Module name: mac_mls.ko
Kernel configuration line: options MAC_MLS
Boot option: mac_mls_load="YES"
The mac_mls(4) policy controls access between subjects and objects in the system by enforcing a strict information flow policy.
In MLS environments, a “clearance” level is set in the label of each subject or object, along with compartments. Since these clearance or sensibility levels can reach numbers greater than several thousand; it would be a daunting task for any system administrator to thoroughly configure each subject or object. Thankfully, three “instant” labels are included in this policy.
These labels are mls/low, mls/equal and mls/high. Since these labels are described in depth in the manual page, they will only get a brief description here:
The mls/low label contains a low configuration which permits it to be dominated by all other objects. Anything labeled with mls/low will have a low clearance level and not be permitted to access information of a higher level. This label also prevents objects of a higher clearance level from writing or passing information on to them.
The mls/equal label should be placed on objects considered to be exempt from the policy.
The mls/high label is the highest level of clearance possible. Objects assigned this label will hold dominance over all other objects in the system; however, they will not permit the leaking of information to objects of a lower class.
A hierarchical security level with a set of non hierarchical categories.
Fixed rules of no read up, no write down. This means that a subject can have read access to objects on its own level or below, but not above. Similarly, a subject can have write access to objects on its own level or above but not beneath.
Secrecy, or the prevention of inappropriate disclosure of data.
A basis for the design of systems that concurrently handle data at multiple sensitivity levels without leaking information between secret and confidential.
The following sysctl tunables are available for the configuration of special services and interfaces:
security.mac.mls.enabled is used to enable or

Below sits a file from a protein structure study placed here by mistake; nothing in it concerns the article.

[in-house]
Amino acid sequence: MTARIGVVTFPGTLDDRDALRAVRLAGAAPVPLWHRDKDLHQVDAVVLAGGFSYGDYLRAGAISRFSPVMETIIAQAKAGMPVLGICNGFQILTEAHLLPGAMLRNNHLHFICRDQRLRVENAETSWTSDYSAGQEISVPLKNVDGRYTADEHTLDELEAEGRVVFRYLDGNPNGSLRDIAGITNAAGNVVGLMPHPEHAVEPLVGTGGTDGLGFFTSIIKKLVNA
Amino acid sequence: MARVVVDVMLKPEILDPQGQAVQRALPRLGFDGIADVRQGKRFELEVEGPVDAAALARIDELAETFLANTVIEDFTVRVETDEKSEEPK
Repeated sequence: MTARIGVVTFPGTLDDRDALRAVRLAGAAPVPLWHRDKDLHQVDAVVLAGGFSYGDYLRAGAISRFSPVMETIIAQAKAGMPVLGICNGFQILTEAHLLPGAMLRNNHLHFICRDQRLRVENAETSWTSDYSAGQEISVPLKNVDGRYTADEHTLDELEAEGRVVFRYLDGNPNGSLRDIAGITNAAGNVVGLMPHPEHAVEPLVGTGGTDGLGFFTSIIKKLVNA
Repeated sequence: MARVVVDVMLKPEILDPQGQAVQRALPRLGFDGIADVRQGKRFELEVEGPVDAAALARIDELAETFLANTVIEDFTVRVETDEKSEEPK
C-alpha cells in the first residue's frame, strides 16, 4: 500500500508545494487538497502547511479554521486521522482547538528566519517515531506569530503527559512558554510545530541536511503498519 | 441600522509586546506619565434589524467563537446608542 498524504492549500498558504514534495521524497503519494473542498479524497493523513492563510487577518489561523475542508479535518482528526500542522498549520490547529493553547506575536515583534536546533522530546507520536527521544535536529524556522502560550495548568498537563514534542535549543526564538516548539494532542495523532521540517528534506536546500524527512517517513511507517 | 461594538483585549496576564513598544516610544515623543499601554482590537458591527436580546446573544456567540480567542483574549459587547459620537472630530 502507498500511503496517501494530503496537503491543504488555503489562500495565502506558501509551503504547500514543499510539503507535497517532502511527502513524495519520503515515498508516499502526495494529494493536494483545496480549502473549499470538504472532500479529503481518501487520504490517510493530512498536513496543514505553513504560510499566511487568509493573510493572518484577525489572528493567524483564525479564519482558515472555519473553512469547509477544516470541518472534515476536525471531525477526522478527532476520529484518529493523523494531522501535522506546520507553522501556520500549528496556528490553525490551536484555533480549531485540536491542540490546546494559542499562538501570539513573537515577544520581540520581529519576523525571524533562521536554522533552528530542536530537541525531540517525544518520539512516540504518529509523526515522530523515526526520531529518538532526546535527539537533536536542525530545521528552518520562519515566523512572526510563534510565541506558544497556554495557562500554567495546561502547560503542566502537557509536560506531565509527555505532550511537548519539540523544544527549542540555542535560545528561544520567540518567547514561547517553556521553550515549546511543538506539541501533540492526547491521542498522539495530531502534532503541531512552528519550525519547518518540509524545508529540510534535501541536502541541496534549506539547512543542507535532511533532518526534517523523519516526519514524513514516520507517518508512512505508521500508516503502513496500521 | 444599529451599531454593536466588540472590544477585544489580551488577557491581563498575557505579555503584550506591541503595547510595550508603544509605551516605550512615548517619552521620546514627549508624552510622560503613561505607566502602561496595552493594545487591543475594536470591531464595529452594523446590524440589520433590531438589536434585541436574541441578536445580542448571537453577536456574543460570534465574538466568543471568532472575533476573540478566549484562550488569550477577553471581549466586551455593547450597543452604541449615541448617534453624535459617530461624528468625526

disable the MLS policy.
security.mac.mls.ptys_equal labels all pty(4) devices as
mls/equal during creation.
security.mac.mls.revocation_enabled revokes access
to objects after their label changes to a label of a lower grade.
security.mac.mls.max_compartments sets the maximum
number of compartment levels allowed on a system.
To manipulate the MLS labels, use setfmac(8). To assign a label to an object, issue the following command:
# setfmac mls/5 test
To get the MLS label for the file test, issue the following command:
# getfmac test
Another approach is to create a master policy file in /etc/ which specifies the MLS policy information and to feed that file to setfmac. This method will be explained after all policies are covered.
When using the MLS policy module, an administrator plans to control the flow of sensitive information. The default block read up block write down sets everything to a low state. Everything is accessible and an administrator slowly augments the confidentiality of the information during the configuration stage;.
Beyond the three basic label options, an administrator may group users and groups as required to block the information flow between them. It might be easier to look at the information in clearance levels using descriptive words, such as classifications of Confidential, Secret, and Top Secret. Some administrators instead create different groups based on project levels. Regardless of the classification method, a well thought out plan must exist before implementing such a restrictive policy.
Some example situations for the MLS policy module include an e-commerce web server, a file server holding critical company information, and financial institution environments.